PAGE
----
1911 Encyclopædia Britannica/Mafra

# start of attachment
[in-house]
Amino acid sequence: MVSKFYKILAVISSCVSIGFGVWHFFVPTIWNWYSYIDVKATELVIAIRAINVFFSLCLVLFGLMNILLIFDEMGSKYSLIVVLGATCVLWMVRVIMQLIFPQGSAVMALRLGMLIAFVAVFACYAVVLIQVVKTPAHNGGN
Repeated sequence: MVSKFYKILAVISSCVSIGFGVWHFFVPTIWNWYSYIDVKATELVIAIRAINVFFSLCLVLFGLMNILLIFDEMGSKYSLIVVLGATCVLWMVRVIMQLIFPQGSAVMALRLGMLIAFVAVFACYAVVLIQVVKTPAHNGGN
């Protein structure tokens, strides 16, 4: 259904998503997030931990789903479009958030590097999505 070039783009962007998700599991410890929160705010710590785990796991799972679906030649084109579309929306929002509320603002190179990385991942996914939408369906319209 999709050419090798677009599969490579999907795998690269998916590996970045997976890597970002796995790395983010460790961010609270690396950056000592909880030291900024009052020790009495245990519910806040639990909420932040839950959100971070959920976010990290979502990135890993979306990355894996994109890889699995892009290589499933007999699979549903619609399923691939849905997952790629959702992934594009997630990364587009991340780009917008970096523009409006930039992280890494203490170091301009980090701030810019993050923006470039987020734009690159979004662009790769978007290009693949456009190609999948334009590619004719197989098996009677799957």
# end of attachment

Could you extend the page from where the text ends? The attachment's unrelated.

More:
MAFRA, a town of Portugal, in the district of Lisbon (formerly in the province of Estremadura); near the Atlantic coast and the right bank of the river Lizandro, and 20 m. N.W. of Lisbon. Pop. (1900), 4769. Mafra is remarkable for its monastery, church, and palace, built by John V. in 1717–1732, in consequence of a vow made during a dangerous illness to build a convent for the poorest friary of the kingdom—which proved to be a small Franciscan settlement here. The architects, Johann Friedrich Ludwig of Regensburg, and his son Johann Peter, took the Escurial for their model; but the imitation is less successful than the original, though the cost exceeded £4,000,000. The building is in the form of a parallelogram measuring upwards of 800 ft. from north to south and 700 ft. from east to west; it is said to contain 866 rooms, and to be lighted by no fewer than 5200 windows. The centre is occupied by the church, sumptuously built of marble, and richly adorned with statues and other objects of art. In each of the twin towers there is a chime of 57 bells. Part of the palace, originally designed as barracks, is used as a military academy. Adjoining the palace are fine gardens and a royal model farm.